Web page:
Christ, dwell in hym. and he in them.
mes-The wicked dwell not in Christ, nor he in them.
stres.Ergo, the wicked eate not the flesh, nor drinke þe bloud
of Christ.

Argument.

Ca-They that haue Christ dwelling in them, bring forth
much fruit. Iohn. 15. He that dwelleth in me, and I in
hym, bringeth forth much fruit. &c.
mes-The wicked bryng forth no fruit of goodnes.
tres.Ergo, they haue not Christes body dwelling in them.

Argument. MarginaliaArg. in the 3. figure.

Da-Where remembrance is of a thing, there is imported
the absence thereof.
ti-Remembrance of Christes body is in the sacrament:
Do this in remembraunce of me &c.
si.Ergo, Christes body there is imported to be absent.

Mary they wil say, we see hym not with our outward

eies, but he is commended vnder the forme of bread and wyne, and that that we see, is nothing but a qualitie or an accidence. But let them shew me a qualitie or an accidence without a substance, & I wil beleue them. And thus much concernyng Newmans examinations and arguments.

The fayth of Iohn 
Commentary  *  Close

Note that the name is given as Richard Newman in 1563 and corrected in 1570. The manuscript copy of this confession in Foxe's papers is signed 'RichardNewman' (ECL 261, fo. 61v). This confusion of the author's name was a result of the confession being copied and circulated among protestants; it even reached Foxe in exile.

[Back to Top]
Newman dwelling at Maydstone in Kent, who was by occupation a Peuterer.  
Commentary  *  Close

This confession of faith was printed in 1563, dropped in the next two editions and re-inserted in the 1583 edition. Foxe apparently had a copy of this document in exile, as he stated that he would print it in the Rerum (p. 513), although he never did.ECL 261, fo. 61r-v is a copy of this confession.

The Lord is the protector of my lyfe. MarginaliaAbac. 2.The iust shall lyue by fayth, and if he withdrawe hymselfe, my soule shall haue no pleasure in hym. MarginaliaHebru. 10.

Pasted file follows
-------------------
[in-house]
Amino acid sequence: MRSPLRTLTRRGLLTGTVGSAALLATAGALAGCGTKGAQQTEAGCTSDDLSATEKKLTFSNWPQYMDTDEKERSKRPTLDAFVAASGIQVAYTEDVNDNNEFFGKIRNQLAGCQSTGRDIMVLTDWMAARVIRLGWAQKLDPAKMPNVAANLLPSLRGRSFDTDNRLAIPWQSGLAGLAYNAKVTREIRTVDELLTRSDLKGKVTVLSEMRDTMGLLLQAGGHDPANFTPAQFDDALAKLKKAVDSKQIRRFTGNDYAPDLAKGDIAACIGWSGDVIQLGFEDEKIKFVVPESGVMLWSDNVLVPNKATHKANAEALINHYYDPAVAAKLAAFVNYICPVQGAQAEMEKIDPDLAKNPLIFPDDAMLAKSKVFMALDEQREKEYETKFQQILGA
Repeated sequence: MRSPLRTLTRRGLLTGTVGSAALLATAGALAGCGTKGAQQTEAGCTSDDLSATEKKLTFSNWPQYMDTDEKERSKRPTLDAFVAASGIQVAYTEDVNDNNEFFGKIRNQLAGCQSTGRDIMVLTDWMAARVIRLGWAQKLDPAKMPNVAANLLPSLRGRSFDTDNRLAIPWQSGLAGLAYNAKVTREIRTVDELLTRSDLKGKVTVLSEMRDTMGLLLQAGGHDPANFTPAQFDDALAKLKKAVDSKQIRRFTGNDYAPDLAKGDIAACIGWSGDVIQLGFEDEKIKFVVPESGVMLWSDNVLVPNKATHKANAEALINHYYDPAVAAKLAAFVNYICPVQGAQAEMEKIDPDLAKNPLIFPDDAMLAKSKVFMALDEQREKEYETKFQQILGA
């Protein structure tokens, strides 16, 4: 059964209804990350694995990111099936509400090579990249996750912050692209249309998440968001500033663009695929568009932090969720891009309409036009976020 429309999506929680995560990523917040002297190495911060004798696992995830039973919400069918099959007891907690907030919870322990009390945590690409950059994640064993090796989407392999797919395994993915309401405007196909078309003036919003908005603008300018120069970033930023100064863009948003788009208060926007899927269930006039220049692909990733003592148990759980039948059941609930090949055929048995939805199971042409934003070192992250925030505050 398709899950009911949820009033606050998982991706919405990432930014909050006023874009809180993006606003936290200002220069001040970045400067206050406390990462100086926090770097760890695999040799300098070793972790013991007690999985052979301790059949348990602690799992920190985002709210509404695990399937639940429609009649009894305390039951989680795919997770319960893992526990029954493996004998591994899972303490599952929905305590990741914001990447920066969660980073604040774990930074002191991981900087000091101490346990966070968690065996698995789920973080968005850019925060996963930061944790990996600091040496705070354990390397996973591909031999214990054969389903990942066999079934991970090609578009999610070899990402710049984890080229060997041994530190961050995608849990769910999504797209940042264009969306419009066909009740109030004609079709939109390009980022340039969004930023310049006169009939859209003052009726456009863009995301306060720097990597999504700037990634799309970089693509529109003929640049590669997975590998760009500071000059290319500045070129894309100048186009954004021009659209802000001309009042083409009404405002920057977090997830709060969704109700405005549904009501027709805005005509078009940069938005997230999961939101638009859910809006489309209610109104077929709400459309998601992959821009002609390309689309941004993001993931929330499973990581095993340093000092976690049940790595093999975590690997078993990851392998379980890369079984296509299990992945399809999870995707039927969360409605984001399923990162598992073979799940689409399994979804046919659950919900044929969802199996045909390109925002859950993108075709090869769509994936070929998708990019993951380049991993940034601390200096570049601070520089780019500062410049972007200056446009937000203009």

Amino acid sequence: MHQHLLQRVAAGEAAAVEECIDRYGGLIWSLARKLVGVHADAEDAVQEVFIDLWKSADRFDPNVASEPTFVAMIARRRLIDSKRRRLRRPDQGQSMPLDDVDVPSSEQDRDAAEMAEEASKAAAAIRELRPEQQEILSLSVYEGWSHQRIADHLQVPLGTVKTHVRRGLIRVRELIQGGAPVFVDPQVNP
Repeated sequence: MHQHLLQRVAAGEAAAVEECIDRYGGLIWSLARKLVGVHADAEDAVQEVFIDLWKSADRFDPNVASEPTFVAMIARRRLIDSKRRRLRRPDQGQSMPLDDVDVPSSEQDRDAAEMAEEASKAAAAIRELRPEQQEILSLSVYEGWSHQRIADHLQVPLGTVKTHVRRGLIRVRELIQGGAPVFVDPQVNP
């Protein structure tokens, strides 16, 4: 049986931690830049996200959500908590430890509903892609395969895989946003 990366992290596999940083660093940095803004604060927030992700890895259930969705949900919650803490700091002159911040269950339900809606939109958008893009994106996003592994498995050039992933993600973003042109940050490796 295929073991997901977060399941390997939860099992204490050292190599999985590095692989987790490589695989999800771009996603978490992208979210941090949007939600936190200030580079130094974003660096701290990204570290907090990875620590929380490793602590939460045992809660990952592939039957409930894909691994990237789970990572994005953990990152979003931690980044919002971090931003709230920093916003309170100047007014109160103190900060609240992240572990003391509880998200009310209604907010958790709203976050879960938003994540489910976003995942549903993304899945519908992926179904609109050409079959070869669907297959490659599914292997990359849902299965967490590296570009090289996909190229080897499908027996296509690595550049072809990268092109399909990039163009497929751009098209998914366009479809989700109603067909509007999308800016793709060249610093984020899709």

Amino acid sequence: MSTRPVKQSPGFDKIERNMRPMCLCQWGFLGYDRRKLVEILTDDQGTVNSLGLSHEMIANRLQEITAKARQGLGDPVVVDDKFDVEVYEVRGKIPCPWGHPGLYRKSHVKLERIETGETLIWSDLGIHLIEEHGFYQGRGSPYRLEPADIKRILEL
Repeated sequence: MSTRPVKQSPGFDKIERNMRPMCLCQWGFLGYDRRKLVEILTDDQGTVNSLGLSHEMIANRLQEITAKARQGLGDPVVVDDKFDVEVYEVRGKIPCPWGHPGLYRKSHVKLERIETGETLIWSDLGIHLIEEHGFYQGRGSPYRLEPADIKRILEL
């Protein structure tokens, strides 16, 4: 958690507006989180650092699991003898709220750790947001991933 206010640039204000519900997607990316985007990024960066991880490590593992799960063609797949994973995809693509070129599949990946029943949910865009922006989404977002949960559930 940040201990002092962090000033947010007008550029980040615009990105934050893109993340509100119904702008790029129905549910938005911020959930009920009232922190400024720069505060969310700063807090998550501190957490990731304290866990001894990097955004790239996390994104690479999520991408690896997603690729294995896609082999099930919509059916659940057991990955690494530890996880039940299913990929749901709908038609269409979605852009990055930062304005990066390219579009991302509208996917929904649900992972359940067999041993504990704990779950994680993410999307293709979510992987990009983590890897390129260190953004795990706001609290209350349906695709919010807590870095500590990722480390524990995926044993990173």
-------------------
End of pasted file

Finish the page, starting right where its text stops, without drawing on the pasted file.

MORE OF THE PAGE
MY fayth is, that there is one God which is wythout beginnyng and without endyng. This God created al things visible and inuisible. MarginaliaGen. 1. 2.And after that he had made both heauen and earth with all other creatures, hee made man, & set him in the place which he had prepared for him, which place he called Eden: he gaue to Adam hys commandements & precepts, and sayd, when so euer thou doest the thyng which I forbid, thou shalt surely die þe death: yet did man for all this, disobey God his creator, & after his sinne he fled from God, hid hymselfe, & was in a miserable desperate case. But God seeing mā in this miserable estate, because he & all his posteritie should not continue in deth, promised Adā that the womans seed shold breake the serpents head, MarginaliaGen. 3:wherby is ment þt the son of God shold become man, & destroy the deuil. Which by his subtill perswasions had deceiued Adam. Then did Adā by faith take hold of gods promise, and became the seruāt of righteousnes through the faith which he had in the promise of þe womans seed. So did Abel, Seth, Henoch, & Noe, with faithful Abraham, Isaac, & Iacob, and the rest of the faythfull vntil Christes tyme, as S. Paul sayth: they did all eate of one spirituall meat, & did all drinke of one maner of spirituall drinke. They did drinke of that spirituall rocke Marginalia1. Cor. 10.that followed thē, which rocke was Christ that saueth vs. And when the tyme was ful come, God sent his sonne made of a woman, that is, he tooke flesh of the virgin Mary, & became man, not the shadow of a man, nor a fantasticall mā, as some falsly faine, but a very natural man in all points, sinne only excepted, MarginaliaGala. 4.which God & man is Christ the promised womans seed. This Christ was here conuersant among men, for the space of 30. yeres & more, and when the tyme was come, that he should goe to hys father, he gaue vnto vs the mistery of our redemption, that we thorough fayth should eate his body, and drinke hys bloud, that we myght feed on hym through fayth to the end of the world. MarginaliaLuke. 22.After this Christ offred vp hys body on the crosse, Marginalia1. Cor. 11.to pacify his father, & to deliuer vs from the thraldome